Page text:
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Personal Lines Insurance
Sunday, October 1, 2006
Prosperity trap

The short-term insurance adviser has a key educational role to play as consumers confront what amounts to a ‘prosperity trap’. In the process, substantial new business opportunities may emerge.

Mutual & Federal warns policyholders against possible lack of cover through gaps in their all risk provisions, or underinsurance concerning their household insurance indemnity values.
The company believes several years of low inflation have encouraged a feeling that lower prices have reduced the need to review policy values. Yet rising wages and economic growth have encouraged families to add to their possessions and invest in their properties. The result should be more, not less insurance.

All risks

The prosperity challenge is crystallised by all risk cover for listed valuables that are worn, carried or used outside the home. Expensive jewellery belongs on the list – especially at a time when rising gold and diamond exchange prices affect replacement costs. Regrettably, consumers sometimes neglect to specify new purchases or update the insured sum in respect of existing assets.
Merrick Oeschger, Executive General Manager: Personal says, “One indicator of consumer-led growth should be additions or revisions to the specified items list in standard householder cover. However, this is not happening to anything like the extent one would expect.
“As brokers know, items lost or stolen outside of the home are not covered under a policy’s household content section.” Instead they must be covered under the ‘all risks’ section. Furthermore, certain items such as cellphones are not even covered under general all risks, but have to be specified in terms of value, description and any identification number or reference.
Gifts such as jewellery and watches or new purchases such as laptops and cellphones should certainly be specified. Unfortunately, consumers sometimes neglect to revisit the listed items section of the policy and such items may be left uncovered, even if their value was included in the general unspecified all risks section.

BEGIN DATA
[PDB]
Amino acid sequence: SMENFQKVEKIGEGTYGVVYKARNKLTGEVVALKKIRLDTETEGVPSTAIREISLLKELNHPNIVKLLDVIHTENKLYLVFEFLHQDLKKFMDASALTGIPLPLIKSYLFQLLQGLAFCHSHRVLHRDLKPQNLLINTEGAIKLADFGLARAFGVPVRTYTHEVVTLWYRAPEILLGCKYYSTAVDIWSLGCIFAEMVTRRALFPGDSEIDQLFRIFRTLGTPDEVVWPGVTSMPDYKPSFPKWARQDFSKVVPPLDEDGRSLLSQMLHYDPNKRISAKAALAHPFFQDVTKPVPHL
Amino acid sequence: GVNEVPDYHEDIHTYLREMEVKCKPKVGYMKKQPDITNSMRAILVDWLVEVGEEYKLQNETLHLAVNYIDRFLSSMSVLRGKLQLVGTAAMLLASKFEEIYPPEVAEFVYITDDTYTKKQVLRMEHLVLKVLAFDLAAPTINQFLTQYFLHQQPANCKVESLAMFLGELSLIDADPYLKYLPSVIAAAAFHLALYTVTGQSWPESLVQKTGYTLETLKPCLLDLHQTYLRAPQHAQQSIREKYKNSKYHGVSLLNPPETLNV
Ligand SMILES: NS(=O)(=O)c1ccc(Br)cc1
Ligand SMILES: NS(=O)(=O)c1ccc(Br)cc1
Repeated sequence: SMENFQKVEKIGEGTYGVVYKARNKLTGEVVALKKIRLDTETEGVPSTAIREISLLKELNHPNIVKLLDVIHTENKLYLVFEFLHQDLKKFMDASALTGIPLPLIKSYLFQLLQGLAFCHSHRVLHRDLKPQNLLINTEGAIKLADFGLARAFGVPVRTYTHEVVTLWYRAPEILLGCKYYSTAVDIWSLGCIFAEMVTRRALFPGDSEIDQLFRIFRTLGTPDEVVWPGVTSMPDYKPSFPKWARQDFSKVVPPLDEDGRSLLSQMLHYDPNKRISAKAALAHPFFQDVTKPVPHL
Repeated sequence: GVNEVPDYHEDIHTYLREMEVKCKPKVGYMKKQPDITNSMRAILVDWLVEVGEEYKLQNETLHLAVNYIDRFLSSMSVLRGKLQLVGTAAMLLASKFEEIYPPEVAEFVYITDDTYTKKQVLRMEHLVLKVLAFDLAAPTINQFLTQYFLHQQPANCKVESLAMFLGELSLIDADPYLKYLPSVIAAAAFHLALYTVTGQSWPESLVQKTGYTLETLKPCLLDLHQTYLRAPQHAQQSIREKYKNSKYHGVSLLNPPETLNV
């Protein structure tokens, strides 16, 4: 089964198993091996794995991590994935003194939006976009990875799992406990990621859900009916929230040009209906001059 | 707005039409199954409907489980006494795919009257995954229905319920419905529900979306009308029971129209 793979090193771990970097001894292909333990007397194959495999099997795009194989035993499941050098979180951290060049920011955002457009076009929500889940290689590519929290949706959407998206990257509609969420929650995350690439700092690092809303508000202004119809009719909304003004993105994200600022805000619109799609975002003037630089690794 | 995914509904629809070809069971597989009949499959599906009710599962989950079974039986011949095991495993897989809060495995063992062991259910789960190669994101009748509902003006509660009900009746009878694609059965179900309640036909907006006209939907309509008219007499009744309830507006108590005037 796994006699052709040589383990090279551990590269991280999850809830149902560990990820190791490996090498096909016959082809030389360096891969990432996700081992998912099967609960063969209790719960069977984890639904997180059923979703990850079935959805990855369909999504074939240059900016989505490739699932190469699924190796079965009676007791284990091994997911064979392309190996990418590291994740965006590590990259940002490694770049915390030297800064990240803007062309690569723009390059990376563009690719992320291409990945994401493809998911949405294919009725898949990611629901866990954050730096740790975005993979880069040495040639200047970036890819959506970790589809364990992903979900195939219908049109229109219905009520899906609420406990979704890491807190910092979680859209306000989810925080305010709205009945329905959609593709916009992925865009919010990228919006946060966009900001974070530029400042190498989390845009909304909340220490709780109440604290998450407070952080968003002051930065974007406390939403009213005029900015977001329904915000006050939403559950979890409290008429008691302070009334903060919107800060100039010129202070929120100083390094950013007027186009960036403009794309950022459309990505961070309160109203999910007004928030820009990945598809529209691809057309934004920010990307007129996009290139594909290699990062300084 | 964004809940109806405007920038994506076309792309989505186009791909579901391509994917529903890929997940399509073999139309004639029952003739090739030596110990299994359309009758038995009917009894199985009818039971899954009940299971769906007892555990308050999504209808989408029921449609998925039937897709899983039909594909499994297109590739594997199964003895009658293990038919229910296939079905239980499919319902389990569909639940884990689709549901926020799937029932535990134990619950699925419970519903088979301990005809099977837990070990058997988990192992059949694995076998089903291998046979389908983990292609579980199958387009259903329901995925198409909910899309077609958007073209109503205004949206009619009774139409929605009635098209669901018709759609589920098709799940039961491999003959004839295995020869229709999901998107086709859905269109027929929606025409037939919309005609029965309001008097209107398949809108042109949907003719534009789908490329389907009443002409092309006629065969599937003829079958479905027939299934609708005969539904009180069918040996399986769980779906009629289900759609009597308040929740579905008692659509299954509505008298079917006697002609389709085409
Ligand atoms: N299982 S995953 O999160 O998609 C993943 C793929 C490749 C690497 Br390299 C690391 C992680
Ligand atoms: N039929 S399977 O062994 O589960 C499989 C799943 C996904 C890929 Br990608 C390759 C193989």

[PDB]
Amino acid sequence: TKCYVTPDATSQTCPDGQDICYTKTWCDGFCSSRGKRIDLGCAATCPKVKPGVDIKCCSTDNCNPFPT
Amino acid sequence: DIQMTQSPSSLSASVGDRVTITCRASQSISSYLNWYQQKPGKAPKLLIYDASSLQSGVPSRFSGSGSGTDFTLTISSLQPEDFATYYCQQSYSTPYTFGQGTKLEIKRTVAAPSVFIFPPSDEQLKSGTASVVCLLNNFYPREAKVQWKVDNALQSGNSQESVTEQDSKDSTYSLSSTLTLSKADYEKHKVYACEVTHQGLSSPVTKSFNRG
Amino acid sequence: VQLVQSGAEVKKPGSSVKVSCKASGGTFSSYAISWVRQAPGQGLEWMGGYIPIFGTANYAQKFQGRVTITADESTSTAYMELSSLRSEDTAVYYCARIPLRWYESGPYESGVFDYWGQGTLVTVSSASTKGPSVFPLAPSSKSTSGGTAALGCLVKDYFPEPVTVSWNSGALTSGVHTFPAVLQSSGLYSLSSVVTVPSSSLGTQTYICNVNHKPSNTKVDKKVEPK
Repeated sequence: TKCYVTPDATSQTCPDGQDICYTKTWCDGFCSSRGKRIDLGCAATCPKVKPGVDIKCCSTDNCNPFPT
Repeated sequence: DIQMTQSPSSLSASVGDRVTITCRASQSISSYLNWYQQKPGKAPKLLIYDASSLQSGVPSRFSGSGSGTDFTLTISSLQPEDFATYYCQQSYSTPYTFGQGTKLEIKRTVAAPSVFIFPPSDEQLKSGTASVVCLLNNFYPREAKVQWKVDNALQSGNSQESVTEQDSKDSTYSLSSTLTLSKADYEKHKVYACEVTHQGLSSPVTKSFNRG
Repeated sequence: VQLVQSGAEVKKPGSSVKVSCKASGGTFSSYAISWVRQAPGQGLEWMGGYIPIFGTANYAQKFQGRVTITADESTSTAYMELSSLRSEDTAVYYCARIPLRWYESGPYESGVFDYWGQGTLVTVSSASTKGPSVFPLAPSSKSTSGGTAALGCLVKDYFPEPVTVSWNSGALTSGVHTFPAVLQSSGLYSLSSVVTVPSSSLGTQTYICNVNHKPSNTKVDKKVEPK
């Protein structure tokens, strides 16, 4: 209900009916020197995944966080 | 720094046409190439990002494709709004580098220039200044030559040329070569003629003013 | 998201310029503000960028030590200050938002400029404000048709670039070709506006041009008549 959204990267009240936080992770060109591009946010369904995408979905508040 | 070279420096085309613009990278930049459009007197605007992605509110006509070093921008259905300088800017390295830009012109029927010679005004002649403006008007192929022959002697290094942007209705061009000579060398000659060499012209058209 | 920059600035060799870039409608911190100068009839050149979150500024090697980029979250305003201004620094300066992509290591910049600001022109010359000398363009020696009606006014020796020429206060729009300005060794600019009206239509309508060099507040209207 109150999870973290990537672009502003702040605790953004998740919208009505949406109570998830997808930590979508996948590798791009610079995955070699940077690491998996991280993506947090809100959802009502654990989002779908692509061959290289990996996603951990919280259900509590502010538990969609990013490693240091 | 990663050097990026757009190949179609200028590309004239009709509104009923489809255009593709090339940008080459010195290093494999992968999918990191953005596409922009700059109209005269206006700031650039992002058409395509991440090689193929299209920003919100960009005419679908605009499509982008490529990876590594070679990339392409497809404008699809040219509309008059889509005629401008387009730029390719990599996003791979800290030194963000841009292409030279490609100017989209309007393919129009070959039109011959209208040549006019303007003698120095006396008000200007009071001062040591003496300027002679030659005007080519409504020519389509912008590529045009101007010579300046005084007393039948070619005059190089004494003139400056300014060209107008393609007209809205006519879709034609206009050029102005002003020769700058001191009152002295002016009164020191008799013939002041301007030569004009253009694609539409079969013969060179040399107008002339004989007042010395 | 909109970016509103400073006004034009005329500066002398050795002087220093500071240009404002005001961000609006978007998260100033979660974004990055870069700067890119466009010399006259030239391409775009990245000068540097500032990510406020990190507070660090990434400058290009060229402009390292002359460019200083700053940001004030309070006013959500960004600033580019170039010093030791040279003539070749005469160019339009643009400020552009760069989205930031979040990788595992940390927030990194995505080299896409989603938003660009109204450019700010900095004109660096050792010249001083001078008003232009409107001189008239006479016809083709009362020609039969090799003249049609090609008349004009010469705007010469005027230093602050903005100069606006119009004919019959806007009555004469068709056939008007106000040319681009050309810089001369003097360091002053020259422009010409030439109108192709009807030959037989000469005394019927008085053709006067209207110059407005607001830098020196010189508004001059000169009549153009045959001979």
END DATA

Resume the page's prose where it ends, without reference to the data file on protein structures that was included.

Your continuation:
Comments Mr Oeschger, “This creates an opportunity for intermediaries to fulfill an educational role, deepen relationships with clients and write new business.”
Rising income levels are sometimes reflected in the purchase of designer-label cloths and high fashion items such as handbags from exclusive stores. Again, ensure the policy’s specified items list is updated to provide cover.
“Expensive handbags and briefcases are often targeted in a smash-and-grab attack on an upmarket vehicle. It is only prudent to ensure you are covered for such a loss.”


The prosperity trap can also lead to general underinsurance of your household contents. This again warrants a timely consumer alert by proactive advisers.
Lower interest rates, access to credit, stable prices and lower inflation can all influence a family’s propensity to purchase or to invest in their property.
This may be reflected in an addition to the home or the purchase of new furniture, modern appliances and desirable items like home entertainment centres.
At times of economic growth, marketers also put pressure on materialists to upgrade their existing possessions with more modern and sophisticated items.
These factors tend to push up the ‘sum insured’ in typical household cover. However, if the policyholder neglects to update his insured values, premiums will fail to reflect replacement costs. This will lead to the possibility that any claim for a subsequent loss may not be met in full.
Brokers are well placed to point out risks such as these.
Mr Oeschger also notes, “When inflation was in double-digits, prudent policyholders realised they would have to adjust the replacement value of insured items periodically. Now that inflation is better controlled, they may feel there is less need for a regular review.
“However, this is not the case. Low inflation and steady prices have encourage consumers to add to their personal possessions. As they make new purchases so the value of the home contents increases, leaving the consumer vulnerable to under-insurance.
“The best defence to this insidious risk is an on-going relationship with a knowledgeable adviser.”

Copyright © Insurance Times and Investments® Vol:19.5 1st October, 2006
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